In support of the appeals, learned counsel for the appellant-State and its functionaries submitted that there was no question of granting any interest on the rental compensation. The High Court clearly erred in relying on provisions like Section 17(3-A) or 23(1-A) to grant interest by analogy. There is no statutory entitlement for any rental compensation. But with a view to eliminate difficulties of the land owners whose claims get locked up in the litigation and with a sense of benevolence, the novel concept of rental compensation was introduced by the State. When there is no statutory entitlement, the question of granting any interest does not arise. It is pointed out that in most of the cases payment of the rental compensation has been made. It is also submitted that when there is no statutory liability there is no question of paying any interest on assumed equitable grounds. The rate of 12% it is submitted is clearly without any basis and cut off date fixed whereafter the interest starts running is without any rationale. The claim for interest has been made after unusually long periods, and the High Court should have thrown out the writ petitions on the ground of delay and laches.

Per contra, learned counsel for the respondents submitted that the true essence of the resolutions and the purpose for which rental compensation was granted is sought to be over looked on the technical plea that the amount of rental compensation is not under the Act. Even if it is not under the Act, the spirit behind statutory prescriptions under Sections 17(3-A) and 23(1-A) read with Section 28 of the Act cannot be lost sight of. It was submitted that the decisions relied upon by the High Court in Gadag Sub- Division, Gadag v. Mathapathi Basavannewwa and Ors (1995 (6) SCC 355) and Executive Engineer, Irrigation Division v. Laghubhai Nanubhai and Ors. (1995 Supp (4) SCC 583) clearly indicate the logic of the claim made by the land owners and accepted by the High Court. The High Court took note of the fact that in some cases interest has been granted and therefore a departure cannot be made in respect of the present respondents.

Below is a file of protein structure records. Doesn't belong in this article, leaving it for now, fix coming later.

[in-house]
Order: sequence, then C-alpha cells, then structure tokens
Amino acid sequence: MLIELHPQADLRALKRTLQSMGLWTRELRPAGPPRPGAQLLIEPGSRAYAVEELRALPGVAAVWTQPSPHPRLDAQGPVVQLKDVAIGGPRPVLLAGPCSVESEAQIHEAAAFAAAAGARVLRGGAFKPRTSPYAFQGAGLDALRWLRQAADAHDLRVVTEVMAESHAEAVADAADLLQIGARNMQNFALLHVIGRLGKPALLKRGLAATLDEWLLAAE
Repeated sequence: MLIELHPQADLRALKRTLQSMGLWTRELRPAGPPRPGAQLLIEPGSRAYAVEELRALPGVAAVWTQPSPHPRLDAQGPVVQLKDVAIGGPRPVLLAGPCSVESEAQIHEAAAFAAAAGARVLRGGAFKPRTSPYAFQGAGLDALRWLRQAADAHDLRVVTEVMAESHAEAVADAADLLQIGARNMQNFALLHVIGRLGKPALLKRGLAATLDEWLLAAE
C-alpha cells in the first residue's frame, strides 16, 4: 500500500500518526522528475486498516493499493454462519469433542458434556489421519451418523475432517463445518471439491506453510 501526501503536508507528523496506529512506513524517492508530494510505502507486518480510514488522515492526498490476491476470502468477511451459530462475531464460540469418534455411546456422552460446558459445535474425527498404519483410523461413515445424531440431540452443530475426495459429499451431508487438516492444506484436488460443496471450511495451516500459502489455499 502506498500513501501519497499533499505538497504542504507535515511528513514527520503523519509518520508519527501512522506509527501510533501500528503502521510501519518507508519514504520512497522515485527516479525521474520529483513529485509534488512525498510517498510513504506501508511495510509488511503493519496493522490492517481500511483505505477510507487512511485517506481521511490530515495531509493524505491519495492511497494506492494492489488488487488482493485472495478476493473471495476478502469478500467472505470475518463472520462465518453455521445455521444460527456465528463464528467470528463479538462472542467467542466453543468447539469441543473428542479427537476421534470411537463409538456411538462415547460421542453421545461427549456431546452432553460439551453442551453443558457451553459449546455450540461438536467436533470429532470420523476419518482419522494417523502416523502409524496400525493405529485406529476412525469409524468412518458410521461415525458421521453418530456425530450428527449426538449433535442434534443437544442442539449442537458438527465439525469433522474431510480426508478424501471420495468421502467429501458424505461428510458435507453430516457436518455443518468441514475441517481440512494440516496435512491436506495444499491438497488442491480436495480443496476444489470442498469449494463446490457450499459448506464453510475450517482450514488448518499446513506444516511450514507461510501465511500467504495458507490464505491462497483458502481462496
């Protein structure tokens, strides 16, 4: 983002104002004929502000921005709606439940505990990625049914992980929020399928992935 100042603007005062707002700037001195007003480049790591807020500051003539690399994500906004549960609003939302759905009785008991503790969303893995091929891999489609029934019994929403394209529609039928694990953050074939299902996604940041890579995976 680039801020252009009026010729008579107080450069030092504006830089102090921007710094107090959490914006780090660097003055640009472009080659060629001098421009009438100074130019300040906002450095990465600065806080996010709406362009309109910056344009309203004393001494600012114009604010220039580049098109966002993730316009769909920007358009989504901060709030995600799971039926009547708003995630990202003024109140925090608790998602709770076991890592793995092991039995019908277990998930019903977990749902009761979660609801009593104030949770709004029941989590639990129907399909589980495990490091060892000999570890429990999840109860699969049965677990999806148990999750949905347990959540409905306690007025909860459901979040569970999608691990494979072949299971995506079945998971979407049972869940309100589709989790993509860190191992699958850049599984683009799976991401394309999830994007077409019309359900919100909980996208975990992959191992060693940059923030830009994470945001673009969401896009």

It was pointed out by learned counsel for the appellants that there was no resolution adopted for granting interest and even if in some cases interest has been held to be payable by a person whose competence to give such direction is not free from doubt, the land owners cannot lay claims for amounts which are not statutorily payable to them. Merely because in single case or two interest was directed to be paid, it has no binding force.

It is to be noted that the resolutions adopted by the Government were intended to benefit the land owners whose lands were acquired. To avoid unnecessary delays in payment urgency for follow up action was indicated in the resolutions. To that extent, learned counsel for the land owners are on terra firma. But legally the land owners are not entitled to any interest. There is no provision either in the resolutions or in the statutes concerned which entitles the land owners to payment of interest. Whatever is statutorily payable has been clearly indicated in the Act itself. Section 23(1-A) of the Act was introduced by Amendment Act of 1984. There is no dispute, and in our opinion rightly that rental compensation is not relatable to the Act. The entitlement of the claimants is on the basis of Government's resolutions i.e. on the basis of executive orders.